My greatest memory of 2015 is not of a concert, nor an encounter with a jazz star, but a of panel discussion. A panel discussion, you ask? That’s right, on September 17, 2015 I was wandering the grounds of the Monterey Jazz Festival, which I hadn’t visited in twenty-five years. Marching all around me were thousands of people who probably hadn’t missed a note in twenty-five years. They had their folding chairs, sunscreen, snacks, and every other conceivable notion and potion. I had a pen and notebook. I had studied the program and still couldn’t figure out what shows to try to catch. I had overlooked the best guide to the event, which was published on the jazzpolice website. And I had a hunch that there was the possibility of some exciting things taking place on the festival grounds, right in front of my eyes.
Suddenly, I found myself standing in front of an odd building called “Dizzy’s Den,” asking what could be going on. As I peered in, I thought, let’s check this out. In the front of a stage were a group of folding chairs. What I didn’t realize was that I was about to experience an event the likes of which I had never experienced at a music festival. Titled “The Erroll Garner Project: Concert by the Sea,” it was to be a talk about an album. Suddenly the participants appeared: Pianist Geri Allen (who had performed in the Monterey main arena the night before), author Robin Kelley, sound engineer Steve Rosenthal, a jazz festival board member and informal historian, Jim Costello (he had attended the original Garner concert), and the moderator, Jocelyn Arem, who has the title of senior producer of the re-issued recordings.
The entire event revolved around the astounding fact that a concert with Garner on September 19, 1955, put on by Monterey Jazz founder Jimmy Lyon, was recorded by a US army engineer who happened to be at the show. Garner’s manager, Martha Glasser, a tireless warrior for Garner’s music, got ahold of the recording and brought it to Columbia record’s jazz division head, George Avakian, who decided to release it. The recording got overwhelming acclaim and sold hundreds of thousands copies.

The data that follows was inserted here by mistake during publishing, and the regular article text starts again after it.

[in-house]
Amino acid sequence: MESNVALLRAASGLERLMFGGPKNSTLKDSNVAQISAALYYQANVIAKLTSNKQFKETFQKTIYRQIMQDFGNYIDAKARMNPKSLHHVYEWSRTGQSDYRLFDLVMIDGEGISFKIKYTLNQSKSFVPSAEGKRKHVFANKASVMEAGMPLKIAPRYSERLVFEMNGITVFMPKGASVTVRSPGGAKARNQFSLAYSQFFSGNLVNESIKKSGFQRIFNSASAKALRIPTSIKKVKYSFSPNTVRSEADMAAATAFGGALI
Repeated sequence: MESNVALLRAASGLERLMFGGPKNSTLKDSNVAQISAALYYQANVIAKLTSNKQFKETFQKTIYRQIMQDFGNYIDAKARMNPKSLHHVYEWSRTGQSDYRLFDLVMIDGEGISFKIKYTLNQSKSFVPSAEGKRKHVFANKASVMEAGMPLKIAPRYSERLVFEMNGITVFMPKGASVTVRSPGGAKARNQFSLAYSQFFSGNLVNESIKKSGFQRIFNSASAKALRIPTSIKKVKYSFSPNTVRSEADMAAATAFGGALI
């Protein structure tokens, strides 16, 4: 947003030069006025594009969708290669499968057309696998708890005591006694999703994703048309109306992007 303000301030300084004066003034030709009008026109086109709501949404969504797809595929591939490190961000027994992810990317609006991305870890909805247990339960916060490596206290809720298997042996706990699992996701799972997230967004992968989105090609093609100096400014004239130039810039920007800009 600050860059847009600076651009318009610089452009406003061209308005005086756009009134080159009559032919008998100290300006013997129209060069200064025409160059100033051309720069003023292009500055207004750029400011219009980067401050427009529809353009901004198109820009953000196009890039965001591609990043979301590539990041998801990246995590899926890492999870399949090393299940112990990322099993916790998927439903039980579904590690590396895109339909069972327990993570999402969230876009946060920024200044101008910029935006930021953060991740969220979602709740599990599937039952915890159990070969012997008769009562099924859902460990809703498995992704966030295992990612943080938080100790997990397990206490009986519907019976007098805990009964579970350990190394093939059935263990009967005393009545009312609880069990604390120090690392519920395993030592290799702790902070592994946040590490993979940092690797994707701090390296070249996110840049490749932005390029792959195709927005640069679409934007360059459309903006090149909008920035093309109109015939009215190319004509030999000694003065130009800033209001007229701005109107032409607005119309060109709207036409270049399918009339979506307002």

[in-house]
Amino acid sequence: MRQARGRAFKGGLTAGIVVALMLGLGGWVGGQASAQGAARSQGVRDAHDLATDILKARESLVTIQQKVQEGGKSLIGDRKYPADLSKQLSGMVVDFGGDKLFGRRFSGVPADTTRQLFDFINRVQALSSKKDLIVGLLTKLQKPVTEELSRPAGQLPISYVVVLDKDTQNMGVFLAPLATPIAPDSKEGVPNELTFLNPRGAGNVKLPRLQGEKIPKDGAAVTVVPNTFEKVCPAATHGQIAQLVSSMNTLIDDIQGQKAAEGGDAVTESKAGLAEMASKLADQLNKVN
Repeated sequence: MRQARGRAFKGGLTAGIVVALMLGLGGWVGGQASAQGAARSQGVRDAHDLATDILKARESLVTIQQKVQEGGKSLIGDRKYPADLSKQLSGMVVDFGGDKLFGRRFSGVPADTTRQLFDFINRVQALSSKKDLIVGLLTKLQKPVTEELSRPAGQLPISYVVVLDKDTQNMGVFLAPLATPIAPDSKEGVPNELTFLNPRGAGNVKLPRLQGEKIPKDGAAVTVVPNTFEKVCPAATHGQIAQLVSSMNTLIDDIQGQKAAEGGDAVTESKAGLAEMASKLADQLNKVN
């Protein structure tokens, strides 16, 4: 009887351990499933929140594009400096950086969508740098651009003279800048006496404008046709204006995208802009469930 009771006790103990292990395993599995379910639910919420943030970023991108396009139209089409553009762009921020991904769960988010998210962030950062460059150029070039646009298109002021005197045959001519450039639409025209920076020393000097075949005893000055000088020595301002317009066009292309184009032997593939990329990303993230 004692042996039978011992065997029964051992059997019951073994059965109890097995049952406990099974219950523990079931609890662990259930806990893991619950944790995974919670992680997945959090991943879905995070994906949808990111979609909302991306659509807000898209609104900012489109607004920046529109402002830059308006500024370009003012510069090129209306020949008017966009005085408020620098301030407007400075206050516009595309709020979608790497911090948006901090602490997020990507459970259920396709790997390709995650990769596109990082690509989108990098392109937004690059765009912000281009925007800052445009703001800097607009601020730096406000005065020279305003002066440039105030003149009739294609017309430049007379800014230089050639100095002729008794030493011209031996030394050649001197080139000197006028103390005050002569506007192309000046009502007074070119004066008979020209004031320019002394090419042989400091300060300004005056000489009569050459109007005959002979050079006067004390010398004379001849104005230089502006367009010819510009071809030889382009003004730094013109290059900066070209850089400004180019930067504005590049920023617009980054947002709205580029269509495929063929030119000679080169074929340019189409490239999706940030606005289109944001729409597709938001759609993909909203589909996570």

The three-disc Erroll Garner: Complete Concert by the Sea, released during the 2015 Monterey Jazz Festival, nearly doubles the amount of material available from this concert compared to the original release. To say this CD set, beautifully packaged and designed, is special, is an understatement. In fact, this is much more than a reissue. It is an entirely new and improved release of the original material that is an absolute delight from the very first note. In a brief talk with Jocelyn Arem, consultant for the project who is also listed as a producer, she mentioned the recording’s recent Grammy nomination in the General Historical Album category. There, Erroll’s record is up against Bob Dylan, among others. She also mentioned the support and interest of pianist Geri Allen and especially of Geri’s manager, Ora Harris. “The Monterey event was eye opening, and showed all of us involved in the recording what a wide audience there is from every generation for Garner’s work.”
One gets the strong feeling that there is a lot more coming from the Erroll Garner jazz project team. As I walked out of the building, I realized I had witnessed a fantastic demonstration of what music festivals, and supporters of the music called jazz, can achieve. Teaming up with musicians, discovering the massive material of one of the greatest jazz players, organizing and finding support for a major jazz archive, and organizing public events regarding the project were all on display at this event. One can hope that this kind of determination and vision can be supported and will only get bigger and better. Monterey Jazz Festival, along with the great vision of founder Jimmy Lyon, deserves their own credit for fostering the platform where all of this could begin. Thanks need to go out to this event for their impact on the music and it’s legacy. Without any doubt, this festival afternoon event ranks as one of my greatest musical experience of the year. Thank you.